(My brother-in-law the CPA says his main answer to his employee's questions is "Go look it up.")
Hey, that's what I tell my employee's too: "did you read the statute?"

Quote:
TurboTax promises that its most expensive "Premiere" version will handle Section 179 and other depreciation issues. This year's "Deluxe" (one tier down) did the depreciation calculations automatically but it didn't discuss them. Intuit's TurboTax website will tell you what features they have this year; it's a pretty good guess that next year will be similar (another good guess is that it'll be more costly). It can be a hassle, especially if you have a lot of stock/mutual fund transactions, but I think that CPAs are worse.

I hate K-1s. Even if Warren Buffett was starting up a personal account for me but had to issue me a K-1, I STILL wouldn't invest with him. TurboTax is smart enough to ask you about K-1s and to help you transfer the numbers over, but I doubt that it can do any better than "Taxes for Dummies" or the IRS website.
Well, I am stuck with the K-1s. Still debating whether to do our own taxes next year. Haven't heard from the accountant yet which is a bit iratating. I might wait to see what she charges before I decide.


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Re: quicken/turbotx
Old 04-13-2005, 06:56 AM   #15
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Re: quicken/turbotx

Nords and all, I see that Turbotax will import Quicken data. I am thinking of getting Quicken if I find a good deal. Does Quicken help keep track of stock and mutual fund buys and sells? Do any of you know whether the discount brokers like Scottrade and Ameritrade import data to quicken or turbotax? I am trying to figure out a better way to keep track of these things other than on "the back of an envelope". Thing is that I never have used a computer program to do any of these financial management things, beyond a simple spreadsheet.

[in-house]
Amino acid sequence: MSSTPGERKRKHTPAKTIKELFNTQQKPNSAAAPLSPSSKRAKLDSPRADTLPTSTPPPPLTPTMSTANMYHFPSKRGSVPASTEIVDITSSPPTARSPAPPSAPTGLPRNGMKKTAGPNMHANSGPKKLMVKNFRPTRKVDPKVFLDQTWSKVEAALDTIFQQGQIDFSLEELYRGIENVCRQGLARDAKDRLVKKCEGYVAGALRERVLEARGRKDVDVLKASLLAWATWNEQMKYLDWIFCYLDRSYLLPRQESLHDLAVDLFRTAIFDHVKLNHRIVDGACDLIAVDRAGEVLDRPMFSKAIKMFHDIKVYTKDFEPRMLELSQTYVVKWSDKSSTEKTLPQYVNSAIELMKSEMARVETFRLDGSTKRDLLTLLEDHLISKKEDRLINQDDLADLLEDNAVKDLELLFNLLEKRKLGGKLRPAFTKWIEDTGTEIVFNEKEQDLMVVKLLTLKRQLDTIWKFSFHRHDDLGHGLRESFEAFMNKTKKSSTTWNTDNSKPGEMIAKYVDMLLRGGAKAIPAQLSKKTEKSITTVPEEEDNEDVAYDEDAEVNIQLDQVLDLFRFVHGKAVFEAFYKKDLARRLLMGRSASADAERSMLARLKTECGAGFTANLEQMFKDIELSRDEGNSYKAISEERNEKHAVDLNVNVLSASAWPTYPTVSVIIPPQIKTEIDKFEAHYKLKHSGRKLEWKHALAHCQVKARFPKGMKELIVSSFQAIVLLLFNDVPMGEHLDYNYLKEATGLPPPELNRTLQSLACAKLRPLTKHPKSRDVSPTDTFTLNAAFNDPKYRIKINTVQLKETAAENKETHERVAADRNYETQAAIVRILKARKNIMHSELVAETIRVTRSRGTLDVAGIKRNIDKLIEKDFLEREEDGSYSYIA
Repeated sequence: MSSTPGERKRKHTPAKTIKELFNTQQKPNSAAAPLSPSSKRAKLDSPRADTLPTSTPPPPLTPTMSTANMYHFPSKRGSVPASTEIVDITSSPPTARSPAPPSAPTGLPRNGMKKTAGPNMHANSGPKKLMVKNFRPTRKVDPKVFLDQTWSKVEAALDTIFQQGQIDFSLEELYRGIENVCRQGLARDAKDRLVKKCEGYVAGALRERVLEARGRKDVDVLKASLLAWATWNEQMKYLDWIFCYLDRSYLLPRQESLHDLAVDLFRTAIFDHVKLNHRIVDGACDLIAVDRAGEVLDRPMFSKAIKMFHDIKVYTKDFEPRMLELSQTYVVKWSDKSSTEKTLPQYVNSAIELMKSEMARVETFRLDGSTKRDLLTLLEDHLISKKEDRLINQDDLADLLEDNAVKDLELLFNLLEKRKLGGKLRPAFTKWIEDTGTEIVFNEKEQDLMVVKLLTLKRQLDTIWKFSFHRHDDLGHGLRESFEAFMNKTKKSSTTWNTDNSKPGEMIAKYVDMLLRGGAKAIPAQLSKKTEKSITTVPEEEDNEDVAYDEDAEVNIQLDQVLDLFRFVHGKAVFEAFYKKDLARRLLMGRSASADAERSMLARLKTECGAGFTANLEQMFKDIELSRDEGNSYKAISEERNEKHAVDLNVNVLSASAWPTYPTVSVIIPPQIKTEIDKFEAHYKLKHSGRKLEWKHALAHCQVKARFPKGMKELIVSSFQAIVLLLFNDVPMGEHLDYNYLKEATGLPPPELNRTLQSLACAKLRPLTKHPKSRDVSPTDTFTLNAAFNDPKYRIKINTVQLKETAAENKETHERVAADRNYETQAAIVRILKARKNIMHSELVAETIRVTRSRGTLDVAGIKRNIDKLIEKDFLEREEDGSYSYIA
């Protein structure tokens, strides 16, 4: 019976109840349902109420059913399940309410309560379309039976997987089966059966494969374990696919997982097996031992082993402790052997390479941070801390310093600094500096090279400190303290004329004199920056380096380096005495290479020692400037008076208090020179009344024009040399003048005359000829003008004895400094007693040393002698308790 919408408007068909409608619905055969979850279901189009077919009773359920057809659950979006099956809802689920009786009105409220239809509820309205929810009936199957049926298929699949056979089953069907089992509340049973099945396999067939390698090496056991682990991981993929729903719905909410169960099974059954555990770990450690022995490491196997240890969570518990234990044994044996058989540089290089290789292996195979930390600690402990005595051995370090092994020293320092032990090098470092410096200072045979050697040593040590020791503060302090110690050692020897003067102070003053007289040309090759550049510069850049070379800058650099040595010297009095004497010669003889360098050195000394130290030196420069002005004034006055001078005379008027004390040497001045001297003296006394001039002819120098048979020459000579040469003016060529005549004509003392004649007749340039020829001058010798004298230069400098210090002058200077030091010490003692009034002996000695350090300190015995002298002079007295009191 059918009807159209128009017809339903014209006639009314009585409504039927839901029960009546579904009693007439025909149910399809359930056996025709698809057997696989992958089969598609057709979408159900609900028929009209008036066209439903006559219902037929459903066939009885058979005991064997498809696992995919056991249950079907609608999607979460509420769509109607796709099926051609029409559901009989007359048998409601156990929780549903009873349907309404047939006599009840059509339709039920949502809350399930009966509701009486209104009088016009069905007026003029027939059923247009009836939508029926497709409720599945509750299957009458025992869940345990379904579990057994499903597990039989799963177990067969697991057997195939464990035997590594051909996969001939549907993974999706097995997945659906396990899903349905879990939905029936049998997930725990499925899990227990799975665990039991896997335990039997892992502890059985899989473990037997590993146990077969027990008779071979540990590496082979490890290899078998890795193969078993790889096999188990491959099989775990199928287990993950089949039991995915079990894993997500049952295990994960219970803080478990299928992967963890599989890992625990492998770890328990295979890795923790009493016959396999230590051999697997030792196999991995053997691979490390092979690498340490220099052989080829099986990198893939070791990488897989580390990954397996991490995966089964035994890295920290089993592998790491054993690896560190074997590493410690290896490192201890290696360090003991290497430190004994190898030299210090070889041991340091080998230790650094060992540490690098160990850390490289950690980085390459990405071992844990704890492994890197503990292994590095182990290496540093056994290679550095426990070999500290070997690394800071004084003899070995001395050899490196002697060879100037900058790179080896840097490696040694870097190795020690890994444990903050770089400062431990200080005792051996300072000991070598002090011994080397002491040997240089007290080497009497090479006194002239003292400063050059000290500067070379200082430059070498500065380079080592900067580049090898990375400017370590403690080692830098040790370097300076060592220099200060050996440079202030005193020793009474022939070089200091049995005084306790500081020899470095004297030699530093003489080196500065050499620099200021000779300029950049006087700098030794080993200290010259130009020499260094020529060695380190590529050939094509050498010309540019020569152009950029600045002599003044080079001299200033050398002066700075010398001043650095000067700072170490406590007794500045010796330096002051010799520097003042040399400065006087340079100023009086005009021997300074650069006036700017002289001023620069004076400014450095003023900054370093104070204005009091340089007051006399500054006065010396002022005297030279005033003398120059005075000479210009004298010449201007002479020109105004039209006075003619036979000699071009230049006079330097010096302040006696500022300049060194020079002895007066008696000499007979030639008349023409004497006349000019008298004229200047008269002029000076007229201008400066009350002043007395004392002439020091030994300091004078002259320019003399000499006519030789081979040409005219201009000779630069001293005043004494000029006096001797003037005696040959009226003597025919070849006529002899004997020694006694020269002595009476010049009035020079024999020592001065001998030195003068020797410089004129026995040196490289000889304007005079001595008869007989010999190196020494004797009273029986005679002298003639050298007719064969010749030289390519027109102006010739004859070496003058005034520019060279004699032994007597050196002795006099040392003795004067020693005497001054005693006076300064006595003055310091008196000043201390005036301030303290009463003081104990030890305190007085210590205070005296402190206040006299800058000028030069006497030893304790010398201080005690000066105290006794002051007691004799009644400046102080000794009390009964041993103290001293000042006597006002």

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Re: More tax tips
Old 04-13-2005, 07:14 AM   #16
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Re: More tax tips

Hi Martha. I don't have your answer, but my computer
experience is similar. I only learned to do what I needed
and nothing more (laziness). Now, I have returned to
"back of the envelope" operation. I wish I was more organized but this "Throw it in the cardboard box and
see if you can find it if you need it" is pretty well ingrained now.

JG
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Re: Quicken/Turbotax
Old 04-13-2005, 09:35 AM   #17
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Re: Quicken/Turbotax

Quote:
Nords and all, I see that Turbotax will import Quicken data. *I am thinking of getting Quicken if I find a good deal. *Does Quicken help keep track of stock and mutual fund buys and sells? *Do any of you know whether the discount brokers like Scottrade and Ameritrade import data to quicken or turbotax?